In “total failure,” the Terps annihilated at Michigan

Maryland men’s basketball started the new year in ugly fashion, losing to Michigan, 81-46. It was the Terps’ worst Big Ten loss since joining the conference in 2014.

The Terps struggled from the tip and finished with no scorers in double figures. In all, Maryland shot 26.5% from the floor, 20% from three and 55.6% from the line. Michigan’s Hunter Dickinson led all scorers with a career-high 32 points to go along with 12 rebounds.

“This was a total failure by me to try to get a team somewhat ready,” head coach Kevin Willard said. “I don’t think there’s anything I can say besides I totally let down this program and these kids so this is on me this is a total, total failure.”

Maryland collapsed immediately, allowing Michigan to open the game with a 17-0 run that included a perfect 7-7 mark from the floor and three Terrapin turnovers that resulted in eight points. The Terps did not get on the board until nearly six minutes into the game when Noah Batchelor hit one of two free throw attempts.

The Terps’ first field goal came by way of an Ian Martinez three-point bucket with 12:09 left in the first half, but the struggles continued. Michigan’s efficiency dipped in the middle of the half, but the Wolverines built out to a 25-4 lead by the under-eight media timeout. Heading into the final media timeout of the first half, Hunter Dickinson was assessed a flagrant I foul for pulling down Batchelor on the wing in an attempt to sell a tie up. Batchelor sank both free throws and Hakim Hart followed with a layup that turned it into a 33-11 Michigan advantage.

Maryland trailed Michigan, 44-13, through 20 minutes thanks in part to 13.3% shooting from the floor and eight turnovers. Hart, one of four Terrapin scorers in the first half, led the team with five points while Dickinson had 18 points and five boards for the Wolverines.

To start the second half, Maryland came out with a lineup of mostly reserves that seemed to play with renewed energy. The Terps outscored Michigan, 10-8, across the first five minutes, not cutting into the 52-23 deficit much, but putting some fight together after that lackluster first period.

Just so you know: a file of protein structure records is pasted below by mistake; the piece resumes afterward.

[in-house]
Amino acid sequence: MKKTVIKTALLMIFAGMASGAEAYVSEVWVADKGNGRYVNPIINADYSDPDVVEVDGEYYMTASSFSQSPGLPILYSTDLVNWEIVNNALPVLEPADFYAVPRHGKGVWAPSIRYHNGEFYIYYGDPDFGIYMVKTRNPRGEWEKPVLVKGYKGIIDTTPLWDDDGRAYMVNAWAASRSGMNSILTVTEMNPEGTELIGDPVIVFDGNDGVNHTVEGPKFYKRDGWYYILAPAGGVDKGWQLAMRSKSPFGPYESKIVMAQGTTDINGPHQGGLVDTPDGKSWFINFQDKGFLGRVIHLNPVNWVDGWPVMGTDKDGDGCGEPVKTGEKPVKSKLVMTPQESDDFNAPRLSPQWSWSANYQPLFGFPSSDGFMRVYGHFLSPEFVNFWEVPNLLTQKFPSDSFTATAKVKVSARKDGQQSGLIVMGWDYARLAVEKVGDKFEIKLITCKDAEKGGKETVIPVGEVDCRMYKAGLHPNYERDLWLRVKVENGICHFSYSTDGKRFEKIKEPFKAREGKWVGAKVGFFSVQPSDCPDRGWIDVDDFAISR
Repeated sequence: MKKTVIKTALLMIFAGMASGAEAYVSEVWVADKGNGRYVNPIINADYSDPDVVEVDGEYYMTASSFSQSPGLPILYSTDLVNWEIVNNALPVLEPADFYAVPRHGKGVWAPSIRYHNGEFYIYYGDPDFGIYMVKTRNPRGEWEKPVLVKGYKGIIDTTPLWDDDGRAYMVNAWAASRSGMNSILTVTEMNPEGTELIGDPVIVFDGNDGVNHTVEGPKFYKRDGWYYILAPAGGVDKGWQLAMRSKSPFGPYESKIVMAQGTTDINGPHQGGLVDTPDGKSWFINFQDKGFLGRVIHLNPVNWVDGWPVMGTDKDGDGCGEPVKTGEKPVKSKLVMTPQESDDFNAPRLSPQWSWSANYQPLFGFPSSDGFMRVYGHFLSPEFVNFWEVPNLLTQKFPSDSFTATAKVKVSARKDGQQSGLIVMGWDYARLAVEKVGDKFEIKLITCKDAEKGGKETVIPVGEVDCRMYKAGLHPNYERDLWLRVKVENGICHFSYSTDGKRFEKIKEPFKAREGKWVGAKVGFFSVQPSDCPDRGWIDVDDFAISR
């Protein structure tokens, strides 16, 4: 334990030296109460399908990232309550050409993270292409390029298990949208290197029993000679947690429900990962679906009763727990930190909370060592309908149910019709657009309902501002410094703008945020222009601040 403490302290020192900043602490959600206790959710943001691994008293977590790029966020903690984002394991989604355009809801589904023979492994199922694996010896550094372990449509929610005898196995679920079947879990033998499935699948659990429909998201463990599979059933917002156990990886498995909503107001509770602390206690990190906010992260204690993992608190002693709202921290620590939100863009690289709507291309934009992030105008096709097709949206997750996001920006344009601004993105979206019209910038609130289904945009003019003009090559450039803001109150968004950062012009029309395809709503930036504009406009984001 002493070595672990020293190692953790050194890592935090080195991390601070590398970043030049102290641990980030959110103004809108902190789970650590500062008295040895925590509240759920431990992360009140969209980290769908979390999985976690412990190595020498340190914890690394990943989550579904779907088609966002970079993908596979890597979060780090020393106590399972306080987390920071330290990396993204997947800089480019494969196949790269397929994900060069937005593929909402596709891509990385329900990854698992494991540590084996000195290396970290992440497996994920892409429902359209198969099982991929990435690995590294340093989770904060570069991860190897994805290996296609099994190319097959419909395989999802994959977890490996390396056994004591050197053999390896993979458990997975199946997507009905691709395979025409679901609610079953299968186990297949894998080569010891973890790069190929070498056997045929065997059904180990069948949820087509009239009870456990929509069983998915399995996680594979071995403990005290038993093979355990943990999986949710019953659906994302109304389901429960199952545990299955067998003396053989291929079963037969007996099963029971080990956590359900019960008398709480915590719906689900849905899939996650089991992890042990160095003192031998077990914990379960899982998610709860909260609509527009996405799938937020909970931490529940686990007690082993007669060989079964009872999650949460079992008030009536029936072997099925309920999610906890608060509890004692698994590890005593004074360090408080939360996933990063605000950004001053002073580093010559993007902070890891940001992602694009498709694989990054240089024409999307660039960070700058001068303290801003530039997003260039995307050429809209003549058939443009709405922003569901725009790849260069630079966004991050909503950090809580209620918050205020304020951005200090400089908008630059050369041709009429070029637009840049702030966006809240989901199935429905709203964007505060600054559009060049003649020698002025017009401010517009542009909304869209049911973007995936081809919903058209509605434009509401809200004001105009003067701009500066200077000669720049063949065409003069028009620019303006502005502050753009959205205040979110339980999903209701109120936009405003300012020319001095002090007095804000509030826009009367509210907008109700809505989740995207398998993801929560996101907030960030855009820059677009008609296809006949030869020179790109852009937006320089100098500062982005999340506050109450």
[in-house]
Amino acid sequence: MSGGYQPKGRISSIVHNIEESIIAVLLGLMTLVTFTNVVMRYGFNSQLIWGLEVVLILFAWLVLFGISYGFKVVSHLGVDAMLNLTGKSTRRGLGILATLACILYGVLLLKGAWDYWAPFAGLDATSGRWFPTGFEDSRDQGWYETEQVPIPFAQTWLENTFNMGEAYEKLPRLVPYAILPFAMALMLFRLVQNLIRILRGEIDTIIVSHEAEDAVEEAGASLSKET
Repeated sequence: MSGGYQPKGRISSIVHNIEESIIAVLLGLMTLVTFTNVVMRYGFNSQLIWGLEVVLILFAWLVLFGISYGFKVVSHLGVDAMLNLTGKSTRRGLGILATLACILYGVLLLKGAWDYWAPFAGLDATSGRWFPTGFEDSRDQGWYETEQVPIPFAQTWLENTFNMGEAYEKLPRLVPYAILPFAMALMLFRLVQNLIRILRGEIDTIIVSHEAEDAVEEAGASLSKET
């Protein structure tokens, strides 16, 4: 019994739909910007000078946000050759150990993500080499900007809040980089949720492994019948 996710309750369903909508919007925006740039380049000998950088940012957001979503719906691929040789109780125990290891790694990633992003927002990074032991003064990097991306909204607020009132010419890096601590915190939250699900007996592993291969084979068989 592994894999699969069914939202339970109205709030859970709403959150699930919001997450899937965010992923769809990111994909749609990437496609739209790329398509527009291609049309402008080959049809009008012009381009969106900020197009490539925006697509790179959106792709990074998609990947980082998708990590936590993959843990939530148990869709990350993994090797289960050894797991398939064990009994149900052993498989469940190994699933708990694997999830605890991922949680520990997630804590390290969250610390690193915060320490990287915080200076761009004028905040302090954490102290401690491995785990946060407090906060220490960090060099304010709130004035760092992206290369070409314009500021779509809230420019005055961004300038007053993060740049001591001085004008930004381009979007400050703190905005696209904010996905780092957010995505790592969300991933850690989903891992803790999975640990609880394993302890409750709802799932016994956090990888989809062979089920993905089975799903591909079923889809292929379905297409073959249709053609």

In the midst of an 0-4 Michigan field goal drought that lasted 4:39, Willard was assessed a technical foul that allowed the Wolverines to get on the board from the charity stripe. As the Terps fought to make buckets of their own, the Wolverines scored five points from the line during that stretch to maintain their advantage.

Julian Reese spirit Patrick Emilien were both fouled out with just under 10 minutes remaining, finishing with a combined two points, five rebounds and two turnovers. Caelum Swanton-Rodger was thrown into the fire for the final stretch, finishing with four points on 2-2 shooting with one rebound.

“[The reserves], they played out hard,” Willard said. “Noah came out and gave us a good effort, I thought Johari looked better than he’s looked in a while just from an aggressive standpoint. Spirit [Swanton-Rodger], I mean, you know what, he’s out there. At least he was hammering people and being physical… So this is on me, it’s got nothing to do with the players. This is totally on me and I’ll get it right.”

The Terps attempted to press after makes despite reserves playing on both sides and were unable to make any substantial comeback, eventually falling by 35 points.

Maryland will look to bounce back against Rutgers on Thursday in another Big Ten road matchup.

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